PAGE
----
Say Yes to Small Businesses – Even in U.S. Federal Contracting
“Small businesses are the backbone of our economy and the heart of our communities. These small businesses have been responsible for creating two out of every three net new jobs in the U.S.” according to U.S. Small Business Administration (SBA) administrator, Maria Contreras-Sweet.
One of the programs the SBA implements is the Historically Underutilized Business Zone, or HUBZone, program, which promotes economic development and employment growth in distressed areas by providing access to more federal contracting opportunities. In March 2016, KANAVA was certified by the SBA as a HUBZone company as a result of our office in Sault Ste. Marie, Michigan, where we created four new part-time jobs to support our federal and private sector work.
In addition to the support SBA provides to small businesses, KANAVA’s primary client, the U.S. Agency for International Development (USAID) has an Office of Small and Disadvantaged Business Utilization (OSDBU), headed by Maurcio Vera, advocates for more opportunities for small businesses on USAID-funded projects.
KANAVA participated in two industry conferences in October – one sponsored by the HUBZone Council and one by USAID’s OSDBU. The National HUBZone Conference brought together HUBZone small businesses from across the U.S. to discuss common issues, challenges, and trends even though we span a variety of industries. A series of workshops were held from doing business with federal agencies, to HUBZone compliance strategies, to other government programs available to small businesses. HUBZone companies are certified by the SBA and have the following requirements:
- It must be a small business by SBA standards
- It must be owned and controlled at least 51% by U.S. citizens, or a Community Development Corporation, an agricultural cooperative, or an Indian tribe
- Its principal office must be located within a “Historically Underutilized Business Zone,” which includes lands considered “Indian Country” and military facilities closed by the Base Realignment and Closure Act
- At least 35% of its employees must reside in a HUBZone.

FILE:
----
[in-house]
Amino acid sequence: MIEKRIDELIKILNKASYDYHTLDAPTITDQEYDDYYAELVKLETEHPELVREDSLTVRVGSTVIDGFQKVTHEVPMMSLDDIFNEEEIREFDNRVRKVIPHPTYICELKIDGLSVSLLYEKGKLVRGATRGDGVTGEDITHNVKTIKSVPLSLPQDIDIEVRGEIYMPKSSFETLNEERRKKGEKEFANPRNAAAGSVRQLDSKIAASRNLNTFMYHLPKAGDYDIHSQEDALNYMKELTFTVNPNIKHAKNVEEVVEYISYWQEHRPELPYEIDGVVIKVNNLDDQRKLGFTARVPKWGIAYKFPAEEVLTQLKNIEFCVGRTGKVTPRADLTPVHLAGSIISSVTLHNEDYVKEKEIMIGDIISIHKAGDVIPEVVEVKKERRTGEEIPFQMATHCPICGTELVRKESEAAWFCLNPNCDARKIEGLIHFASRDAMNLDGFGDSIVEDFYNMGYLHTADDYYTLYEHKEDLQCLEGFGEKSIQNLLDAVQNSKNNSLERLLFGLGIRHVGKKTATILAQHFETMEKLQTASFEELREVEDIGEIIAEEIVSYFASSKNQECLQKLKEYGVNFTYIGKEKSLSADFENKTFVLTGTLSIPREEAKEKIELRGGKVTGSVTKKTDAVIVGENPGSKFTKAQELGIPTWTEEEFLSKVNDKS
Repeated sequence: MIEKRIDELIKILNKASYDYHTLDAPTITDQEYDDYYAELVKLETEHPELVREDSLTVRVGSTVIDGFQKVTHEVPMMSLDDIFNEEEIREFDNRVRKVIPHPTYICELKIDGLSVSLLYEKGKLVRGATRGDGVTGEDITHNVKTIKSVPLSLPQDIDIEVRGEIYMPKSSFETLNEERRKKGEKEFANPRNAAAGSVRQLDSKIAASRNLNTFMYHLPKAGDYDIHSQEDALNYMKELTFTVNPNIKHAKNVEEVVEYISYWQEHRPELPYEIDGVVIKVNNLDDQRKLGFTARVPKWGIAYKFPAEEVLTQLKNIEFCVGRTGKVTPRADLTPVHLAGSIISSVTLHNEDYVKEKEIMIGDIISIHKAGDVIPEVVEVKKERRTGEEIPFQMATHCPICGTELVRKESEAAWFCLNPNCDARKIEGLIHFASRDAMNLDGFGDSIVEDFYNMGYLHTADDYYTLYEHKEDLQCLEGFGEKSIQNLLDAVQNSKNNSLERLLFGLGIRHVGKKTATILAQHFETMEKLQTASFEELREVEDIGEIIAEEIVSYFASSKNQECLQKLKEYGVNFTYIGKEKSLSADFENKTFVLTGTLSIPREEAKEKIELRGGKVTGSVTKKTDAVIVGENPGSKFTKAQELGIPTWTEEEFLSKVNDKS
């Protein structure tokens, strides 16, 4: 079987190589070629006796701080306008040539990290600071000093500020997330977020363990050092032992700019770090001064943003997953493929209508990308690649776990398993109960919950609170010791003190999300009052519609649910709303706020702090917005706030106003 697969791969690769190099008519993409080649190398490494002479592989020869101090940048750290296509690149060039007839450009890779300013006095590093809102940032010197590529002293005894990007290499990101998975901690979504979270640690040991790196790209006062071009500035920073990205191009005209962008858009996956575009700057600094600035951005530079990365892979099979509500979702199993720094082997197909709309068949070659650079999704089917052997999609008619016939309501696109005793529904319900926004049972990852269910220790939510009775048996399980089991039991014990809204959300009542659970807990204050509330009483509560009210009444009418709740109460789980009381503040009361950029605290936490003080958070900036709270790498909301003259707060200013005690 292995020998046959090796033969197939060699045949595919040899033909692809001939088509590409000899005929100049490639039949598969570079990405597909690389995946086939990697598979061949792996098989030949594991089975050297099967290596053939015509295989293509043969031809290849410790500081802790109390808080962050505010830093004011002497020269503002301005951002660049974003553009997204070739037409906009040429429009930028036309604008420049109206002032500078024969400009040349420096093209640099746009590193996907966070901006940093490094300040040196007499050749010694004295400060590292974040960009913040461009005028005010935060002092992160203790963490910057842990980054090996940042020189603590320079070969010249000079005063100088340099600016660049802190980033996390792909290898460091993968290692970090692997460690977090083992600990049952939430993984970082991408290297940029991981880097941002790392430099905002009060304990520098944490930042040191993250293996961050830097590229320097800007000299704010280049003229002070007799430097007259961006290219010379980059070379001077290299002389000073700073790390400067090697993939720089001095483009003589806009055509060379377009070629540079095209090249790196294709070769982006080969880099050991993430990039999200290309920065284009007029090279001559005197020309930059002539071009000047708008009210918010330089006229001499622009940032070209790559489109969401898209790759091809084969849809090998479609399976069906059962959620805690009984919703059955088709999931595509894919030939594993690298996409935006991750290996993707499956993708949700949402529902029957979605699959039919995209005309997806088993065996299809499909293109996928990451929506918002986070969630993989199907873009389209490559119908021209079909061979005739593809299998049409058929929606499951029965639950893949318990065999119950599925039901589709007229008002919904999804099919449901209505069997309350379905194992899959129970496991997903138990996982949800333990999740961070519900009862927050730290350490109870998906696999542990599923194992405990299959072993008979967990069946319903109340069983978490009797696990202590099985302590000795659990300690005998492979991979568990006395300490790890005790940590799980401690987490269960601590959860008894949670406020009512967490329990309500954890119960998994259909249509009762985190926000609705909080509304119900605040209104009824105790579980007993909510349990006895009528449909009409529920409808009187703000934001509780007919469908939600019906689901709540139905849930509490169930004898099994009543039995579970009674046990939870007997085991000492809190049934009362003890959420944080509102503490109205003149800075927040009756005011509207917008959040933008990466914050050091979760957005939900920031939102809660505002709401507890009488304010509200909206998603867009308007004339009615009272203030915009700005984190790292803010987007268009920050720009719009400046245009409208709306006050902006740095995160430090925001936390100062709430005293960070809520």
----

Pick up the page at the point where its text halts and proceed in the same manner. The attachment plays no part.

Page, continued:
The HUBZone Council provides information and support for companies and professionals interested in the HUBZone Contracting Program. It strives to contribute to the economic development of disadvantaged communities by reducing unemployment and homelessness by strengthening, improving, and promoting the HUBZone Program and by helping HUBZone-certified companies maximize their success in earning federal contracts. The Council’s membership includes HUBZone-certified small businesses, other small businesses, prime contractors, government agencies, and other organizations interested in the HUBZone Contracting Program.
The HUBZone small business category is the one area that the U.S. government as a whole cannot meet the 3 percent goal of prime contracts and subcontracts. For HUBZone companies working in international development, we face some unique challenges, including:
- The requirement to have 35% of employees living in a HUBZone, while having part of our employees based overseas, where employees can be citizens of other countries and thus not able to live in a designated HUBZone. As a small business, it is financially impossible to continue hiring in the U.S. to maintain the 35% residency requirement. If the overseas employees were not counted in the staff census numbers, there would be more international development small businesses eligible for HUBZone status. Currently, the Small Business Association for International Companies (SBAIC) is advocating for a change in the regulations so that the definition of “employee” excludes those employees residing outside the continental U.S. (OCONUS). This would allow international development companies to maintain their HUBZone certification and be able to compete on USAID-funded projects, while also contributing to local development in the U.S. under the HUBZone program.
- The ability to find potential employees with the type of skills we require who live in HUBZones is difficult. Our option is to not hire the most qualified person, not fill the position, or hire someone who is not qualified.
KANAVA also attended the USAID Africa Missions Small Business Conference held in Johannesburg, South Africa with over 200 participants from U.S. small businesses and representatives from USAID/Washington and the Africa Missions. A wide array of small businesses attended, from those who have been USAID implementing partners for many years to companies who are interested in USAID-funded work, but have not previously worked with the agency.
The conference, the first held overseas, provided an opportunity to interact with USAID staff, other small businesses, as well as with some large businesses who also attended. While participants had to pay the price of a plane ticket to South Africa, we were able to meet with all of the Sub-Saharan Africa Missions, which would not otherwise be possible for a small business. The interaction between U.S. small businesses and USAID Missions is even more critical now as procurements undertaken by Missions are included in the small business subcontracting goals of USAID.
For KANAVA, participating in these types of conference allows us to gain a better understanding of U.S. government agencies, market to potential clients, and develop relationships with other small businesses to discuss best practices/lessons learned and partnering opportunities.